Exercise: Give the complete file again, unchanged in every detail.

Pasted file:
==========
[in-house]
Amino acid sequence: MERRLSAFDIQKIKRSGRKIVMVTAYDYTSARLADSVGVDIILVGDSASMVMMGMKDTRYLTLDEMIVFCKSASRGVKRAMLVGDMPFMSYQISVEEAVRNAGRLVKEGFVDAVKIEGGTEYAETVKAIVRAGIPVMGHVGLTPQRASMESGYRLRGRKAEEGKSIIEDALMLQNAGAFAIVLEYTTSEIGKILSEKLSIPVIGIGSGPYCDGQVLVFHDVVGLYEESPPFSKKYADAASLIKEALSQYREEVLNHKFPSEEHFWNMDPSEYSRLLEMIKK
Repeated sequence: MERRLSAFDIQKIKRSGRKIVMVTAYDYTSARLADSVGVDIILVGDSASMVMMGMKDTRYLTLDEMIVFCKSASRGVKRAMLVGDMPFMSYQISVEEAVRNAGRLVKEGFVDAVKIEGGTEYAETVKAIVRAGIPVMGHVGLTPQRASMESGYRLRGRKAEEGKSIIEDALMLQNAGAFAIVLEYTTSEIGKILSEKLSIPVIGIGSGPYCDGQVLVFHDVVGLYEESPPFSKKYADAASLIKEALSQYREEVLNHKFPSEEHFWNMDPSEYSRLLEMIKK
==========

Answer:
[in-house]
Amino acid sequence: MERRLSAFDIQKIKRSGRKIVMVTAYDYTSARLADSVGVDIILVGDSASMVMMGMKDTRYLTLDEMIVFCKSASRGVKRAMLVGDMPFMSYQISVEEAVRNAGRLVKEGFVDAVKIEGGTEYAETVKAIVRAGIPVMGHVGLTPQRASMESGYRLRGRKAEEGKSIIEDALMLQNAGAFAIVLEYTTSEIGKILSEKLSIPVIGIGSGPYCDGQVLVFHDVVGLYEESPPFSKKYADAASLIKEALSQYREEVLNHKFPSEEHFWNMDPSEYSRLLEMIKK
Repeated sequence: MERRLSAFDIQKIKRSGRKIVMVTAYDYTSARLADSVGVDIILVGDSASMVMMGMKDTRYLTLDEMIVFCKSASRGVKRAMLVGDMPFMSYQISVEEAVRNAGRLVKEGFVDAVKIEGGTEYAETVKAIVRAGIPVMGHVGLTPQRASMESGYRLRGRKAEEGKSIIEDALMLQNAGAFAIVLEYTTSEIGKILSEKLSIPVIGIGSGPYCDGQVLVFHDVVGLYEESPPFSKKYADAASLIKEALSQYREEVLNHKFPSEEHFWNMDPSEYSRLLEMIKK